When submitting a patch with changes made to configure.ac, it is preferred to leave out the generated files as differences between Autoconf versions frequently results in many spurious changes cluttering the patch. Instead, remind any potential reviewers on the tracker to run autoreconf.

Note that running autoreconf is not the same as running autoconf. For example, autoconf by itself will not regenerate pyconfig.h.in. autoreconf runs autoconf and a number of other tools repeatedly as is appropriate.

Python’s configure.ac script typically requires a specific version of Autoconf. At the moment, this reads: version_required(2.65)

If the system copy of Autoconf does not match this version, you will need to install your own copy of Autoconf.

### 29.4.2. How do I update my auto-load-safe-path to allow test_gdb to run?¶

test_gdb attempts to automatically load additional Python specific hooks into gdb in order to test them. Unfortunately, the command line options it uses to do this aren’t always supported correctly.

If test_gdb is being skipped with an “auto-loading has been declined” message, then it is necessary to identify any Python build directories as auto-load safe. One way to achieve this is to add a line like the following to ~/.gdbinit (edit the specific list of paths as appropriate):

add-auto-load-safe-path ~/devel/py3k:~/devel/py32:~/devel/py27


### 29.4.3. How do I port Python to a new platform?¶

The first step is to familiarize yourself with the development toolchain on the platform in question, notably the C compiler. Make sure you can compile and run a hello-world program using the target compiler.

Next, learn how to compile and run the Python interpreter on a platform to which it has already been ported; preferably Unix, but Windows will do, too. The build process for Python, in particular the Makefile in the source distribution, will give you a hint on which files to compile for Python. Not all source files are relevant: some are platform specific, others are only used in emergencies (e.g. getopt.c).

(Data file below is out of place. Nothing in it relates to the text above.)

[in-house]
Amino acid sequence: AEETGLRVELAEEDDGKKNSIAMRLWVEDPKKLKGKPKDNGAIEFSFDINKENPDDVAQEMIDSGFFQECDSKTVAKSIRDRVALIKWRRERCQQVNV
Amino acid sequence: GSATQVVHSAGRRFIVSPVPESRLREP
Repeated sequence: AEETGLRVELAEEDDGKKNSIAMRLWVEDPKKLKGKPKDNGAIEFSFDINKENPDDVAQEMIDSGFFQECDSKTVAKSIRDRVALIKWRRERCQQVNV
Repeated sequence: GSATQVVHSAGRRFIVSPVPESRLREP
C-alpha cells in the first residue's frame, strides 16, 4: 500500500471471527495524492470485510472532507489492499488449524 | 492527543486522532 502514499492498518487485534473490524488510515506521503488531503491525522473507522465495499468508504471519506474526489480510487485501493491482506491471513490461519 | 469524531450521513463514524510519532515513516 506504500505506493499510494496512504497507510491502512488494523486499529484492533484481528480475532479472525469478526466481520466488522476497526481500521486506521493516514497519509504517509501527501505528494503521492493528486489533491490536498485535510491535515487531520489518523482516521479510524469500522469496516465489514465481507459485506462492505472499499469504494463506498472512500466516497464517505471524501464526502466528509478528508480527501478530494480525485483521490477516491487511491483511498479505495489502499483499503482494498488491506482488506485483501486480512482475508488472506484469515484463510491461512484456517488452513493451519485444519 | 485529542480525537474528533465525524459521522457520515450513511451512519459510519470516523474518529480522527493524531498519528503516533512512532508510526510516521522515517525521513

It is not recommended to start porting Python without at least medium-level understanding of your target platform; i.e. how it is generally used, how to write platform specific apps, etc. Also, some Python knowledge is required, or you will be unable to verify that your port is working correctly.

You will need a pyconfig.h file tailored for your platform. You can start with pyconfig.h.in, read the comments, and turn on definitions that apply to your platform. Also, you will need a config.c file, which lists the built-in modules you support. Again, starting with Modules/config.c.in is recommended.

Finally, you will run into some things that are not supported on your target platform. Forget about the posix module in the beginning. You can simply comment it out of the config.c file.

Keep working on it until you get a >>> prompt. You may have to disable the importing of site.py by passing the -S option. When you have a prompt, bang on it until it executes very simple Python statements.

At some point you will want to use the os module; this is the time to start thinking about what to do with the posix module. It is okay to simply comment out functions in the posix module that cause problems; the remaining ones will be quite useful.

Before you are done, it is highly recommended to run the Python regression test suite, as described in Running & Writing Tests.